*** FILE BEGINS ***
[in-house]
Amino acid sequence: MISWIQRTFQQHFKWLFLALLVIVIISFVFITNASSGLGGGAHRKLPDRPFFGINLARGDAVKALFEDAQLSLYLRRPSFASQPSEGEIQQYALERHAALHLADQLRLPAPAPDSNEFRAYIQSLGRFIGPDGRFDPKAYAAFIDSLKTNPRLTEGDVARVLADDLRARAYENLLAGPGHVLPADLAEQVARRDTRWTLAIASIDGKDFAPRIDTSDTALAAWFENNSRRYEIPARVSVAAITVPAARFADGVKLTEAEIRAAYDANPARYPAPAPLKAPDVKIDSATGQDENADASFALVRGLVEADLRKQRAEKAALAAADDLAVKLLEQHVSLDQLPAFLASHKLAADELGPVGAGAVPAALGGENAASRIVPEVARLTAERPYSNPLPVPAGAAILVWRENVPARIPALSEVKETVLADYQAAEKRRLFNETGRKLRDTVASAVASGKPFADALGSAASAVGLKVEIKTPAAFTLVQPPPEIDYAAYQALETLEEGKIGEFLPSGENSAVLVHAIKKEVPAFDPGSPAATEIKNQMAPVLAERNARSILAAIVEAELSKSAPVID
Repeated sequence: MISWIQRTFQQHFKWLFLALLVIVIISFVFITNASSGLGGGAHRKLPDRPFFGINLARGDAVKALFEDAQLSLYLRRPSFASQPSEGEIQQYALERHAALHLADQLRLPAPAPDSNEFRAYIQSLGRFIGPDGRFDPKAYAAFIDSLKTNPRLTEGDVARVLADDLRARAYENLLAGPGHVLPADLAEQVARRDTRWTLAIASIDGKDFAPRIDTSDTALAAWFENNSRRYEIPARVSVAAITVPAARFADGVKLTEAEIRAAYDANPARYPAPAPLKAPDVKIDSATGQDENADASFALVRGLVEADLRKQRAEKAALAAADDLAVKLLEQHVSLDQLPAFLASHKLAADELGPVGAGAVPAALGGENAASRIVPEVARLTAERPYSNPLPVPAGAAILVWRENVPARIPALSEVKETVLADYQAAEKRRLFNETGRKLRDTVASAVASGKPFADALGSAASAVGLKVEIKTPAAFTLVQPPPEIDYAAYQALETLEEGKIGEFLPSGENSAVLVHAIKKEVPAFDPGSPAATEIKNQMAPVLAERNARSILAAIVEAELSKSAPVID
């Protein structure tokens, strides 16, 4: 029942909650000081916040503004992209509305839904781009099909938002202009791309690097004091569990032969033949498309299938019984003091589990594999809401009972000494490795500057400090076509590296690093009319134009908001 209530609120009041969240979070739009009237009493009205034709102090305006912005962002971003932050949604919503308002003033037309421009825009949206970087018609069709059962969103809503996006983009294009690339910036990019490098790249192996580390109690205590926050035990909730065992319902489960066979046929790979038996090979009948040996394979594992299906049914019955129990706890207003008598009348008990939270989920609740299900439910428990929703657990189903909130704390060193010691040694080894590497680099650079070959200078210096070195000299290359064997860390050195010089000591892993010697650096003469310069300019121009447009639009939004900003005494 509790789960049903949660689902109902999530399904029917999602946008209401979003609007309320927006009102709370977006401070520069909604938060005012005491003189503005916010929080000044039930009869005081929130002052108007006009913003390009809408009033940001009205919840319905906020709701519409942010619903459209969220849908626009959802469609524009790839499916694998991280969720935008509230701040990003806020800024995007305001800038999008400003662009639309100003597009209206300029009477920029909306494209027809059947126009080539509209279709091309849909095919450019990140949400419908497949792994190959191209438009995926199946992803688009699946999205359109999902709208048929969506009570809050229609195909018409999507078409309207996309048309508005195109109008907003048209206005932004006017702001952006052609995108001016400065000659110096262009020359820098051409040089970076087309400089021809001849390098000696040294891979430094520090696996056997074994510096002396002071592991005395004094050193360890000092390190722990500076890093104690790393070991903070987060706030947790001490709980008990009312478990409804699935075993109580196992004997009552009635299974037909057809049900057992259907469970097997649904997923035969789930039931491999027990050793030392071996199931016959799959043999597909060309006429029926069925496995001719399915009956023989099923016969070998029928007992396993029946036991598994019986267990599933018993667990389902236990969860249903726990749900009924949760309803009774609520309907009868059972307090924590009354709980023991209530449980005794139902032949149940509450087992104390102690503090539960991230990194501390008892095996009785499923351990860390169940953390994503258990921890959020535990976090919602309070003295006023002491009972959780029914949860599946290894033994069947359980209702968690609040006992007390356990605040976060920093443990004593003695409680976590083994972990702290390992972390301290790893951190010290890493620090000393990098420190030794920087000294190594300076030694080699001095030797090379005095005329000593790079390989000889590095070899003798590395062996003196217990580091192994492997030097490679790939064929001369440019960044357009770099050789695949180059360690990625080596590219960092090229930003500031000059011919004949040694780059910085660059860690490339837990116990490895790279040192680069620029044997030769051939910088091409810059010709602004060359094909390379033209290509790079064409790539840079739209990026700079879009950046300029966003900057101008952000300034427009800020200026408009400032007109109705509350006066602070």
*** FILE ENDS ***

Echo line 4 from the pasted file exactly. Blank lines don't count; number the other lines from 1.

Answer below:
């Protein structure tokens, strides 16, 4: 029942909650000081916040503004992209509305839904781009099909938002202009791309690097004091569990032969033949498309299938019984003091589990594999809401009972000494490795500057400090076509590296690093009319134009908001 209530609120009041969240979070739009009237009493009205034709102090305006912005962002971003932050949604919503308002003033037309421009825009949206970087018609069709059962969103809503996006983009294009690339910036990019490098790249192996580390109690205590926050035990909730065992319902489960066979046929790979038996090979009948040996394979594992299906049914019955129990706890207003008598009348008990939270989920609740299900439910428990929703657990189903909130704390060193010691040694080894590497680099650079070959200078210096070195000299290359064997860390050195010089000591892993010697650096003469310069300019121009447009639009939004900003005494 509790789960049903949660689902109902999530399904029917999602946008209401979003609007309320927006009102709370977006401070520069909604938060005012005491003189503005916010929080000044039930009869005081929130002052108007006009913003390009809408009033940001009205919840319905906020709701519409942010619903459209969220849908626009959802469609524009790839499916694998991280969720935008509230701040990003806020800024995007305001800038999008400003662009639309100003597009209206300029009477920029909306494209027809059947126009080539509209279709091309849909095919450019990140949400419908497949792994190959191209438009995926199946992803688009699946999205359109999902709208048929969506009570809050229609195909018409999507078409309207996309048309508005195109109008907003048209206005932004006017702001952006052609995108001016400065000659110096262009020359820098051409040089970076087309400089021809001849390098000696040294891979430094520090696996056997074994510096002396002071592991005395004094050193360890000092390190722990500076890093104690790393070991903070987060706030947790001490709980008990009312478990409804699935075993109580196992004997009552009635299974037909057809049900057992259907469970097997649904997923035969789930039931491999027990050793030392071996199931016959799959043999597909060309006429029926069925496995001719399915009956023989099923016969070998029928007992396993029946036991598994019986267990599933018993667990389902236990969860249903726990749900009924949760309803009774609520309907009868059972307090924590009354709980023991209530449980005794139902032949149940509450087992104390102690503090539960991230990194501390008892095996009785499923351990860390169940953390994503258990921890959020535990976090919602309070003295006023002491009972959780029914949860599946290894033994069947359980209702968690609040006992007390356990605040976060920093443990004593003695409680976590083994972990702290390992972390301290790893951190010290890493620090000393990098420190030794920087000294190594300076030694080699001095030797090379005095005329000593790079390989000889590095070899003798590395062996003196217990580091192994492997030097490679790939064929001369440019960044357009770099050789695949180059360690990625080596590219960092090229930003500031000059011919004949040694780059910085660059860690490339837990116990490895790279040192680069620029044997030769051939910088091409810059010709602004060359094909390379033209290509790079064409790539840079739209990026700079879009950046300029966003900057101008952000300034427009800020200026408009400032007109109705509350006066602070």